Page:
In simple terms, a gimbal is a pivoting platform that allows an object to rotate around one or more axes. They’re often found in photography and videography applications to stabilize cameras, as well as in navigation systems for ships. In these applications, two or more gimbals are mounted together with orthogonal axes (axes mounted 90 degrees to each other), and the supported object remains stationary while the gimbals rotate around it to counter any rolling, pitching, or yawing motions that occur.
In industrial applications, gimbals are typically classified as a type of rotary stage and are also referred to as “gimbal mounts,” since they’re commonly used for mounting mirrors, sensors, or other direction-sensitive equipment. Gimbal axes are driven with servo, stepper, or even piezo or voice coil motors. For precise positioning, they operate in a closed-loop system with a feedback device — typically a high-resolution rotary encoder — on each axis.
Gimbal movements are based on the horizontal coordinates of azimuth and elevation, with some multi-axis gimbal stages also including a third axis whose movement is referred to as roll. Azimuth and elevation are most easily visualized by thinking of an object’s position relative to the horizon, as shown below.
Azimuth is the position around the horizon, measured from a reference point such as true north or true south. Azimuth movements occur around the Z (vertical) axis.
Elevation is the object’s distance above or below the horizon (also referred to as altitude in astronomy and aerospace applications). Elevation movements occur around the Y axis.
Roll movements occur around the X axis as it rotates with the Y and Z axes.
To demonstrate, this video from OES Motion Control shows a three-axis gimbal system with movements in azimuth, elevation, and roll directions.
Note that some manufacturers and reference guides refer to the three axes of a gimbal stage as yaw (rather than azimuth), pitch (rather than elevation), and roll.
Gimbals can be gear-driven or direct-driven and often use radial crossed roller bearings to support the load. Rotation can be specified within a required range for each axis — for example, ± 90 degrees azimuth, ± 45 degrees elevation, and ± 90 degrees roll. When full rotation (360 degrees) is required on any axis, a slip ring can be used to transmit power and data, eliminating complex systems for managing cables as the axis rotates.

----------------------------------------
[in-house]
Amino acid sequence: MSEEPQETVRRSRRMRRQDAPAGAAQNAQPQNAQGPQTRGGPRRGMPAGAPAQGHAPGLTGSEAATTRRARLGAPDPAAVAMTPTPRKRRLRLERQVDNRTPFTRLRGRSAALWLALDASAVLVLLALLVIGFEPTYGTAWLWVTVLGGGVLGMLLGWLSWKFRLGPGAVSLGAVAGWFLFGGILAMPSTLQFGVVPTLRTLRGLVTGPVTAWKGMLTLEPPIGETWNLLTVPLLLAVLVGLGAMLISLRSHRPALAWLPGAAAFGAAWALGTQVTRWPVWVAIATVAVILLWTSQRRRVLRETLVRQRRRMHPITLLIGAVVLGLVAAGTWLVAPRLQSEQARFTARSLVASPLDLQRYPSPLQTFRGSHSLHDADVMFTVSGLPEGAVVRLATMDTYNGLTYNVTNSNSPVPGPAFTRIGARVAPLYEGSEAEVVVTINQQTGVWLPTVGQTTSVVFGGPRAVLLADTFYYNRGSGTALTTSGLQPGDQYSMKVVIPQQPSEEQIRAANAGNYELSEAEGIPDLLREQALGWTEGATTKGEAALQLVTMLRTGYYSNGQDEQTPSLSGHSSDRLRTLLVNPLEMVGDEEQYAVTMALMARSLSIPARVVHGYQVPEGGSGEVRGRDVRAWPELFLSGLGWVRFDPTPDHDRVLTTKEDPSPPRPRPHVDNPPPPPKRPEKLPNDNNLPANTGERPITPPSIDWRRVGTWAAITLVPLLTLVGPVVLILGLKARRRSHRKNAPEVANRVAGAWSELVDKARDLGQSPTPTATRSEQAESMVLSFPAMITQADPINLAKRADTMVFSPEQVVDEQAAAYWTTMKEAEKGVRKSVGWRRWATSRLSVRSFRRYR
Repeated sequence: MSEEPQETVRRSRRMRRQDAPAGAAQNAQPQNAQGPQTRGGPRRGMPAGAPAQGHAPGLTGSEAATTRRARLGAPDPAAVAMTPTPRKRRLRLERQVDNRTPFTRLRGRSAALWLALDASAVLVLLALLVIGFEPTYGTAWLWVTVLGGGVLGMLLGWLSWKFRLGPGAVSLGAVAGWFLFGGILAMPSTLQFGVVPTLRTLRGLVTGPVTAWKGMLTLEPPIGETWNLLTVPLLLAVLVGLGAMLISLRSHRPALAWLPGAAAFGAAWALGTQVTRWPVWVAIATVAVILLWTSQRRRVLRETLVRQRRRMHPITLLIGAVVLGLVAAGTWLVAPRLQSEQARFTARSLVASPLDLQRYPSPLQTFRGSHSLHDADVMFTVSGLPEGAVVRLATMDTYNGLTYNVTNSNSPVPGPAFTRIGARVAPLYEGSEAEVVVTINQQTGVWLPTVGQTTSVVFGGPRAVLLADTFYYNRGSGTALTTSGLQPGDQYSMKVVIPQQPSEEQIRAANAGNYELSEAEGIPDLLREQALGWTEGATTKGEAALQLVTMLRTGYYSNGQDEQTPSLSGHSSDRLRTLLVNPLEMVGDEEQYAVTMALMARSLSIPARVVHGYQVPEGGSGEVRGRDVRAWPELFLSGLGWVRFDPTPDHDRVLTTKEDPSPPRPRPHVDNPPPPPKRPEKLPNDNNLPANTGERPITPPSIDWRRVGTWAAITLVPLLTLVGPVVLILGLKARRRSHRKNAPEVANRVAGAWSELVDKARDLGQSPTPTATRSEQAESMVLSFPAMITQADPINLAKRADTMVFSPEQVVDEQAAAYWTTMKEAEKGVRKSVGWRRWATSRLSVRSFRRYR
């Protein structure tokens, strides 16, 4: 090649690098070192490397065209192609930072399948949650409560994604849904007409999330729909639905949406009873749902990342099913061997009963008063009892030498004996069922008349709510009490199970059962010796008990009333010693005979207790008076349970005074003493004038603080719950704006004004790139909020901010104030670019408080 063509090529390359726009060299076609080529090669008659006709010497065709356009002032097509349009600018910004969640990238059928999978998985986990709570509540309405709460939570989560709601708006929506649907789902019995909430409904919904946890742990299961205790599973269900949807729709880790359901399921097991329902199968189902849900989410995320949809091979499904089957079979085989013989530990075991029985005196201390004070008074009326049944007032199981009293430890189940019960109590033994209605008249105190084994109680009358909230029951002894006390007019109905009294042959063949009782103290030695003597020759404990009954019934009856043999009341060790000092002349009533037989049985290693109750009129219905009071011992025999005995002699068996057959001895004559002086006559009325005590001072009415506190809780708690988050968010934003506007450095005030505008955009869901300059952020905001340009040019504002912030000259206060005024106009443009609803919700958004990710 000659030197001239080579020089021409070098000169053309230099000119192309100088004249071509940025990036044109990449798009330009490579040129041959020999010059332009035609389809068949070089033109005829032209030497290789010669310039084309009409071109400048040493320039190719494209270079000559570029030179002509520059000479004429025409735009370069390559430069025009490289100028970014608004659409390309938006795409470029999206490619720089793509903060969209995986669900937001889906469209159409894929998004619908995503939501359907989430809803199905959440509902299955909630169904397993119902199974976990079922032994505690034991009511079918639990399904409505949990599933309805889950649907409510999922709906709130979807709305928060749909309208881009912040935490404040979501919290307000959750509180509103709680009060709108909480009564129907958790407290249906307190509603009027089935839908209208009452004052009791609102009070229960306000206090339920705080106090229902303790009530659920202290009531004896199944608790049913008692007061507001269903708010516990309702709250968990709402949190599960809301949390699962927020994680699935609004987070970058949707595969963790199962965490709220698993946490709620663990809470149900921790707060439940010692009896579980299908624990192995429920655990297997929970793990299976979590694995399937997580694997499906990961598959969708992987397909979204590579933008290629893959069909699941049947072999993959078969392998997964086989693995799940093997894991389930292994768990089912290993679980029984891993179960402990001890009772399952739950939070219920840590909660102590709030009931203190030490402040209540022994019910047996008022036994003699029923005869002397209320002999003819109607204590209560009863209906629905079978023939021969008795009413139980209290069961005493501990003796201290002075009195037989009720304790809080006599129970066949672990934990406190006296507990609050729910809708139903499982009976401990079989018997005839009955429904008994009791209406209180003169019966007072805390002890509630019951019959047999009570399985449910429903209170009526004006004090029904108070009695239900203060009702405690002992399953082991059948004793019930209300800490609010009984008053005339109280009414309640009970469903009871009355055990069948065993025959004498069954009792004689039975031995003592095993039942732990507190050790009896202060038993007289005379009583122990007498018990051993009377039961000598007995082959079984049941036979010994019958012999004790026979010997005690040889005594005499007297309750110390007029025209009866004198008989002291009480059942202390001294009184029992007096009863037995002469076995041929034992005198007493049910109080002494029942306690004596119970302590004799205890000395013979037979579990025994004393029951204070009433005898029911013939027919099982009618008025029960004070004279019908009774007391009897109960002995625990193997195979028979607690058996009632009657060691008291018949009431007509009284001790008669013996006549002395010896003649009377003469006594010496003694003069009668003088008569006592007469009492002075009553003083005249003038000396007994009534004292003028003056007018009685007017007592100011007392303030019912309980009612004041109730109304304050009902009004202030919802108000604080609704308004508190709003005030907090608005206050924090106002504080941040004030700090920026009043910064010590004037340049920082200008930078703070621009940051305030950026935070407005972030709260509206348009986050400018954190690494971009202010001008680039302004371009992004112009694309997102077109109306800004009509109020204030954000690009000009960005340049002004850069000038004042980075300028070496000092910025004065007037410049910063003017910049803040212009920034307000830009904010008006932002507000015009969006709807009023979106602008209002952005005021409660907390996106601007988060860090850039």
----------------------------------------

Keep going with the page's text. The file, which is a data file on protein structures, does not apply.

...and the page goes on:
Gear-driven gimbals most often use worm gears with servo or stepper motors. A benefit of gear-driven designs is that the gear helps to mute and dampen the effects of the motor hunting for position due to overshoot or undershoot. Gear-driven designs also have higher load capacities than direct-drive gimbals, but gears introduce backlash to the system, which reduces bi-directional repeatability. This backlash, or play, also makes it difficult for the gimbal to execute quick movements, especially when changing travel direction.
Direct-drive gimbals, which use rotary torque motors, benefit from fewer mechanical connections in the drivetrain, and therefore, less backlash. Although they have lower load capacities, they’re better suited for dynamic movements and rapid changes in the direction of rotation.
Gimbals are common in aerospace and military applications, especially for tracking and communication devices. In industrial settings, two- and three-axis gimbal stages are used for sensor calibration and alignment and for precise angular positioning of optics and lasers.
Feature image credit: Newmark Systems Incorporated